A quarter-century ago, you & I must have been in something like the same state of mind, on the main question. But you were able to see & work out the quo modo of the succession, the all-important thing, while I failed to grasp it. ...

How greatly this, with your chronology of animal life, will shock the ideas of many men!

very sincerely | Hewett C. Watson C. Darwin | Esqe

Darwin Correspondence Project, “Letter no. 2540,” accessed on 26 April 2019,



Today's book recommendation: A Nation in Bloom: Celebrating the People, Plants & Places of the Royal Horticultural Society by Matthew Biggs

This is an excellent book for gardeners. The photos are glorious and it's really the best of gardening at the RHS. If you get yourself a copy, you'll love it! Great gift, too.

Here's a brief overview from the publisher:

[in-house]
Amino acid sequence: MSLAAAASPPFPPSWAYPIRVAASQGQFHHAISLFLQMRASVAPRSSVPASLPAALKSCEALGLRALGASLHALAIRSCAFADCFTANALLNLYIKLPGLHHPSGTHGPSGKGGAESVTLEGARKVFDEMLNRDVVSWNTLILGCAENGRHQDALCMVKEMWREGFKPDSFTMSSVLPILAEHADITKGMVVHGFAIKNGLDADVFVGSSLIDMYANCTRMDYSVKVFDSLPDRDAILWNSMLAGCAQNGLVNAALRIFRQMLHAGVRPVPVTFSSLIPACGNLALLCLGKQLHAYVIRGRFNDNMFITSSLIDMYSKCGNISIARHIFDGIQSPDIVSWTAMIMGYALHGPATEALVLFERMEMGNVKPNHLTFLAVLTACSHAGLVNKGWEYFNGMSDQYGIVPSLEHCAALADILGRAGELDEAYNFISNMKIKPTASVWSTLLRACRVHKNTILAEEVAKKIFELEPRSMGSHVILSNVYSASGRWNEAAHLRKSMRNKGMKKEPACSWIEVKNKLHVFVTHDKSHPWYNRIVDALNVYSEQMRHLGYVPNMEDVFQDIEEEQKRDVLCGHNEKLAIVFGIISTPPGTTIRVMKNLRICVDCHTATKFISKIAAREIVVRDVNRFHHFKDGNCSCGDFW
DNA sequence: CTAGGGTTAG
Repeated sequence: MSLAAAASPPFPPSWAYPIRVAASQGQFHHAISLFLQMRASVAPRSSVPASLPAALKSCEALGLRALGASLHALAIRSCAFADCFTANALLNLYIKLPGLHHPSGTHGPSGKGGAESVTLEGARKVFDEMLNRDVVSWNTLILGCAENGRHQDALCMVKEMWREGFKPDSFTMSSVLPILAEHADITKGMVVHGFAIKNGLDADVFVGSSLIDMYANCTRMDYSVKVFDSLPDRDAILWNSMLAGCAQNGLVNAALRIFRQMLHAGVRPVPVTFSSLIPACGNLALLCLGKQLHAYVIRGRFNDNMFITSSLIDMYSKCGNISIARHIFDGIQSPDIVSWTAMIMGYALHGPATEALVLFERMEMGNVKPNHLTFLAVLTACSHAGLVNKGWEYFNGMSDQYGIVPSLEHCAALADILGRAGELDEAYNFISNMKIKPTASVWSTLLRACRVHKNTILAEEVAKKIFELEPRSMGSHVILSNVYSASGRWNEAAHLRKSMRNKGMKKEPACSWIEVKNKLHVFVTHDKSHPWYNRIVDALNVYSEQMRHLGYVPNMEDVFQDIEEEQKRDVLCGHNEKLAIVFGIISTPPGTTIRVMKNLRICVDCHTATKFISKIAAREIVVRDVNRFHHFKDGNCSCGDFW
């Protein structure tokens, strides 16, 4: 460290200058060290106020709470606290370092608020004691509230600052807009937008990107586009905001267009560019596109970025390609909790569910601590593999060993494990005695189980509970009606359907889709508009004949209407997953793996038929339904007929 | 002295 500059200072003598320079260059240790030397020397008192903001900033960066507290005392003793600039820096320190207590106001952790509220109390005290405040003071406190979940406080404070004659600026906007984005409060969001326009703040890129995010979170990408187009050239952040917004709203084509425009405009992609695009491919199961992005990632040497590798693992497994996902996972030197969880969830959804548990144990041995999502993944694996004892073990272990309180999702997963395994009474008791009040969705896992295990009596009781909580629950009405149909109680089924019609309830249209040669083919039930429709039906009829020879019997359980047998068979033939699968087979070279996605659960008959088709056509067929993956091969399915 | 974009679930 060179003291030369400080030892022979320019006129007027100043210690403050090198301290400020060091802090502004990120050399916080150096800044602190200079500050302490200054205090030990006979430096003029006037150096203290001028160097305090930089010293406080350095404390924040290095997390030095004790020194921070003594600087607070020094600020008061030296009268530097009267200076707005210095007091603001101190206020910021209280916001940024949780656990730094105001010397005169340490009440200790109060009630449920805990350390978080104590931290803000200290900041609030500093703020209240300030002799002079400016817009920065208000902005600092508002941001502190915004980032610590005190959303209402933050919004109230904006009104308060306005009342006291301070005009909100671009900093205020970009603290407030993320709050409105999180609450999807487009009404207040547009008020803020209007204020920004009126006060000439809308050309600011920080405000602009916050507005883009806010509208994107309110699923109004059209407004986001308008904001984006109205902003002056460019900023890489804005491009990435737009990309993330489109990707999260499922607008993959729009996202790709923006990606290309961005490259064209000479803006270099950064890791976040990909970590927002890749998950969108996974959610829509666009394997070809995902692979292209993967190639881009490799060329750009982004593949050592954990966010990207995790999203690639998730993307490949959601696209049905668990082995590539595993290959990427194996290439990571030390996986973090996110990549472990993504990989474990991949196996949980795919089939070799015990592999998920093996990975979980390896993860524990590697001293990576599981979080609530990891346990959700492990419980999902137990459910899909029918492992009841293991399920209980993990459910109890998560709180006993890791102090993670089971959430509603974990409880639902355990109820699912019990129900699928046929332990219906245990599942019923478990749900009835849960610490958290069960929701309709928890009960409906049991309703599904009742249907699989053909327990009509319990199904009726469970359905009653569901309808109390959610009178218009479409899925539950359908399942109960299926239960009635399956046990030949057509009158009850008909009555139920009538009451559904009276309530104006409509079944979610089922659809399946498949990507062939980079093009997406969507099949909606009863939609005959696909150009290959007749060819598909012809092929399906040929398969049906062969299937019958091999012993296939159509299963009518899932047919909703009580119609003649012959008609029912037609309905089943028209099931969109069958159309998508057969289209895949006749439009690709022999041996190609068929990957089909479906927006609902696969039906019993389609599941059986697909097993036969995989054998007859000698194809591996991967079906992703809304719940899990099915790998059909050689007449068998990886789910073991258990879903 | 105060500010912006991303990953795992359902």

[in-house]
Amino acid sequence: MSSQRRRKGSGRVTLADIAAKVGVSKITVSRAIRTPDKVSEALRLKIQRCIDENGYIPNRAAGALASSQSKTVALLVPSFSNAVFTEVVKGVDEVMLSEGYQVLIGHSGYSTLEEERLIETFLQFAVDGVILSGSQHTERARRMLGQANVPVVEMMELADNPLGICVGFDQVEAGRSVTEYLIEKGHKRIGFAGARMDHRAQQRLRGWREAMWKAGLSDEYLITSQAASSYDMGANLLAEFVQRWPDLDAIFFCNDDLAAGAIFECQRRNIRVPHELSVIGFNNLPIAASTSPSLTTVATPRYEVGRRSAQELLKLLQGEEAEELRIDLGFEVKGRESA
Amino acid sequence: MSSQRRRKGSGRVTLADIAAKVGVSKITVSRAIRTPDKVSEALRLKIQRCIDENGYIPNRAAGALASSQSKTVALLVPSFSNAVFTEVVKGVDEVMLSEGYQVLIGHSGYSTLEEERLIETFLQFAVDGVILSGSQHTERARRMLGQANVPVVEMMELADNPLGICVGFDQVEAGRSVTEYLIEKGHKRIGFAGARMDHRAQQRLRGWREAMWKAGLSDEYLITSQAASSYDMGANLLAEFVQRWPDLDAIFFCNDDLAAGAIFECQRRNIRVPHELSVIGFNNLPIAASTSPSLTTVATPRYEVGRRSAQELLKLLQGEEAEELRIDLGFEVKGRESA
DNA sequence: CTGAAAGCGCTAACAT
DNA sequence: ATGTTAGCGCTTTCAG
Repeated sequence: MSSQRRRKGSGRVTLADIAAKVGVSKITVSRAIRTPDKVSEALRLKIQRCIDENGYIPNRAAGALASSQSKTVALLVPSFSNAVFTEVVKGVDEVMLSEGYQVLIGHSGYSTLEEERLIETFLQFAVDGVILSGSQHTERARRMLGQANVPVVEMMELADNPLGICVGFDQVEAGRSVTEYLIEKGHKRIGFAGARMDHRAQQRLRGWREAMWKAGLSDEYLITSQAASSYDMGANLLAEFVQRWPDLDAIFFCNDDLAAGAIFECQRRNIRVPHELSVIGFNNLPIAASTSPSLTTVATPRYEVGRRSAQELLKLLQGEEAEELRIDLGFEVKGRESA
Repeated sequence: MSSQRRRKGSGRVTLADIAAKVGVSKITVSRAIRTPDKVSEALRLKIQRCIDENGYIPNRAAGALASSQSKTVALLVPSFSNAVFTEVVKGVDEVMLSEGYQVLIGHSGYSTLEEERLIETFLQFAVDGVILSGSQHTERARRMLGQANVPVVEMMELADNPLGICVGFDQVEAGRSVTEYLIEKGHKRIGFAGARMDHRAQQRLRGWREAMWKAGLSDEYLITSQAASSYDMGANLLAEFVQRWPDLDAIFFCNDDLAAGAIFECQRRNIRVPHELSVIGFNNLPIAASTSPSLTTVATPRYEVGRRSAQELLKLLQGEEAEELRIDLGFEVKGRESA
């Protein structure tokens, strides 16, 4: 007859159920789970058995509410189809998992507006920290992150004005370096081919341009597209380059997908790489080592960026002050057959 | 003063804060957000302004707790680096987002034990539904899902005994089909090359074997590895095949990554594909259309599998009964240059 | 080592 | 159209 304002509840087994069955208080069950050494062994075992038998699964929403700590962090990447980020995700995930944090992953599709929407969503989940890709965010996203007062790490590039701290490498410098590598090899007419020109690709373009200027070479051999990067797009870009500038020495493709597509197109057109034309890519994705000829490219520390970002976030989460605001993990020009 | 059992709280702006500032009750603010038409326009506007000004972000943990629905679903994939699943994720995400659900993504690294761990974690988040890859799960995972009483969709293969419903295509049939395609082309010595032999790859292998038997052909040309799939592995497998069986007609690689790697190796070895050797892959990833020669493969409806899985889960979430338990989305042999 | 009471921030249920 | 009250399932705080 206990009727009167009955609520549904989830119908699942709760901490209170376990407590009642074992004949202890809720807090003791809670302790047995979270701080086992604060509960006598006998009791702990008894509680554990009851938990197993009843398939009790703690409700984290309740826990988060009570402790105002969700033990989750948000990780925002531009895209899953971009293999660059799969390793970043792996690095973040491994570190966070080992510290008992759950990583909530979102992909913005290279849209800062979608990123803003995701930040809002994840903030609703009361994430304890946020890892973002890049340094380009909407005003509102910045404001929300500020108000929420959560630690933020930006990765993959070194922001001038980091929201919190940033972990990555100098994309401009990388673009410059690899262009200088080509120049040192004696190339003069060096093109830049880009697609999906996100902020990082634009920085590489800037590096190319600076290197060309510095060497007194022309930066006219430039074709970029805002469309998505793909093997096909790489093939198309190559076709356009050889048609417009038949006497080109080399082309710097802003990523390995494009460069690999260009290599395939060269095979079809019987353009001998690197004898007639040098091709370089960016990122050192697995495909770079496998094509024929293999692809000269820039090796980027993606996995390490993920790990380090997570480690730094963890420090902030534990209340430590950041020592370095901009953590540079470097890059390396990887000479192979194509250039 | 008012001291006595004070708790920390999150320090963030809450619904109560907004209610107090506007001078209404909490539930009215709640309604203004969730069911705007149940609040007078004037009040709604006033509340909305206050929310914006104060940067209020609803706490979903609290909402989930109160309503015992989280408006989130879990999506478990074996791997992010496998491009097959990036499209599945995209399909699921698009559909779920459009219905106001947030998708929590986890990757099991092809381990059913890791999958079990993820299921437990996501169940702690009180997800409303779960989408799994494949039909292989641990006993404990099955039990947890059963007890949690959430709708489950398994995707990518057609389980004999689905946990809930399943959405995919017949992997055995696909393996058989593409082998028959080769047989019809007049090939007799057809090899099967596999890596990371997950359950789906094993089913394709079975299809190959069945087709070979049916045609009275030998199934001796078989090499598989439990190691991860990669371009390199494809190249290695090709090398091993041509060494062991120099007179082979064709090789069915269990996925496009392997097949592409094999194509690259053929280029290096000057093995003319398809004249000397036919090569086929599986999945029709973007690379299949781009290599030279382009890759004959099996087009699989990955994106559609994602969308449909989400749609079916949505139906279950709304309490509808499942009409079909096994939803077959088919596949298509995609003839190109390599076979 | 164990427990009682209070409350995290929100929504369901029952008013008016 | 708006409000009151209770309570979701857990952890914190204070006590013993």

"The foreword is written by Alan Titchmarsh. This is a book about the RHS; the world's largest gardening charity but what it does and why is little understood and rarely celebrated. From defining new gardening trends at the Chelsea Flower Show, to ranking the best dahlias to grow at the Wisley trial grounds, to inspiring communities with Britain in Bloom, educating children to grow and eat their veg through the Campaign for School Gardening, the RHS works tirelessly to improve the gardener's lot.

With the use of evocative archive images and contemporary photos by award-winning Jason Ingram, this beautiful book explores the past, present and future of this most influential organization by listening to the voices of those working today. From the thousands of volunteers in the society's five unique gardens (Wisley in Surrey, Rosemoor in Devon, Hyde Hall in Essex, Harlow Carr in Yorkshire and new addition Bridgewater in Salford), to the one million visitors to its inspirational flower shows (including Chelsea, Hampton Court, Tatton Park, Cardiff, Wisley and Chatsworth); the society gives meaning to more than 475,000 members, millions of television viewers and visitors from around the world.